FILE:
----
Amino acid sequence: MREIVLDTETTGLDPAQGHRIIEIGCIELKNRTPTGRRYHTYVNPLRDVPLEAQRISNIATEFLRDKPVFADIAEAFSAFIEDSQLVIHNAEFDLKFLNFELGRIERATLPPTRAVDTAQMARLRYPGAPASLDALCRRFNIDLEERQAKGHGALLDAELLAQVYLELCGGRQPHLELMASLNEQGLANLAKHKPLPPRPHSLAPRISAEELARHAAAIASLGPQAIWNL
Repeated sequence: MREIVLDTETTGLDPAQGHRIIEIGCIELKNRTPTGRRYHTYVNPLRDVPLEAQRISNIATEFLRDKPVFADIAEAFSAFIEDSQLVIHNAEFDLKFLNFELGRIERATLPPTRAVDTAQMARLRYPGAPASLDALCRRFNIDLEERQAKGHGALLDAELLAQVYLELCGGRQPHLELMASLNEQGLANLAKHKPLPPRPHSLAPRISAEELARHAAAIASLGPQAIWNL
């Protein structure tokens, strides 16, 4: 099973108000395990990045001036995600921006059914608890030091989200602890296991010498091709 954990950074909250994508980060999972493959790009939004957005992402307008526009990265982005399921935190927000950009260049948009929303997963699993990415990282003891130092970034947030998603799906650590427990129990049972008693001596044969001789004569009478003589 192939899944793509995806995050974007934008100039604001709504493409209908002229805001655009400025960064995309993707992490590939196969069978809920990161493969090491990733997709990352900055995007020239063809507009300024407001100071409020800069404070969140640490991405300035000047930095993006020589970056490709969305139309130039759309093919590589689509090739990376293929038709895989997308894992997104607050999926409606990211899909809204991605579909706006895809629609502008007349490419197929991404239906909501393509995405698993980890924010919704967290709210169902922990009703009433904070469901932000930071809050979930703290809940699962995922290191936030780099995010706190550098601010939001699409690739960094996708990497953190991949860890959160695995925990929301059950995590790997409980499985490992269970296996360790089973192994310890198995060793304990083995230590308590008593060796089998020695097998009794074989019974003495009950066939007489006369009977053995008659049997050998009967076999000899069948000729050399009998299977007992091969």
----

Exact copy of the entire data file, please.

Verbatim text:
Amino acid sequence: MREIVLDTETTGLDPAQGHRIIEIGCIELKNRTPTGRRYHTYVNPLRDVPLEAQRISNIATEFLRDKPVFADIAEAFSAFIEDSQLVIHNAEFDLKFLNFELGRIERATLPPTRAVDTAQMARLRYPGAPASLDALCRRFNIDLEERQAKGHGALLDAELLAQVYLELCGGRQPHLELMASLNEQGLANLAKHKPLPPRPHSLAPRISAEELARHAAAIASLGPQAIWNL
Repeated sequence: MREIVLDTETTGLDPAQGHRIIEIGCIELKNRTPTGRRYHTYVNPLRDVPLEAQRISNIATEFLRDKPVFADIAEAFSAFIEDSQLVIHNAEFDLKFLNFELGRIERATLPPTRAVDTAQMARLRYPGAPASLDALCRRFNIDLEERQAKGHGALLDAELLAQVYLELCGGRQPHLELMASLNEQGLANLAKHKPLPPRPHSLAPRISAEELARHAAAIASLGPQAIWNL
């Protein structure tokens, strides 16, 4: 099973108000395990990045001036995600921006059914608890030091989200602890296991010498091709 954990950074909250994508980060999972493959790009939004957005992402307008526009990265982005399921935190927000950009260049948009929303997963699993990415990282003891130092970034947030998603799906650590427990129990049972008693001596044969001789004569009478003589 192939899944793509995806995050974007934008100039604001709504493409209908002229805001655009400025960064995309993707992490590939196969069978809920990161493969090491990733997709990352900055995007020239063809507009300024407001100071409020800069404070969140640490991405300035000047930095993006020589970056490709969305139309130039759309093919590589689509090739990376293929038709895989997308894992997104607050999926409606990211899909809204991605579909706006895809629609502008007349490419197929991404239906909501393509995405698993980890924010919704967290709210169902922990009703009433904070469901932000930071809050979930703290809940699962995922290191936030780099995010706190550098601010939001699409690739960094996708990497953190991949860890959160695995925990929301059950995590790997409980499985490992269970296996360790089973192994310890198995060793304990083995230590308590008593060796089998020695097998009794074989019974003495009950066939007489006369009977053995008659049997050998009967076999000899069948000729050399009998299977007992091969």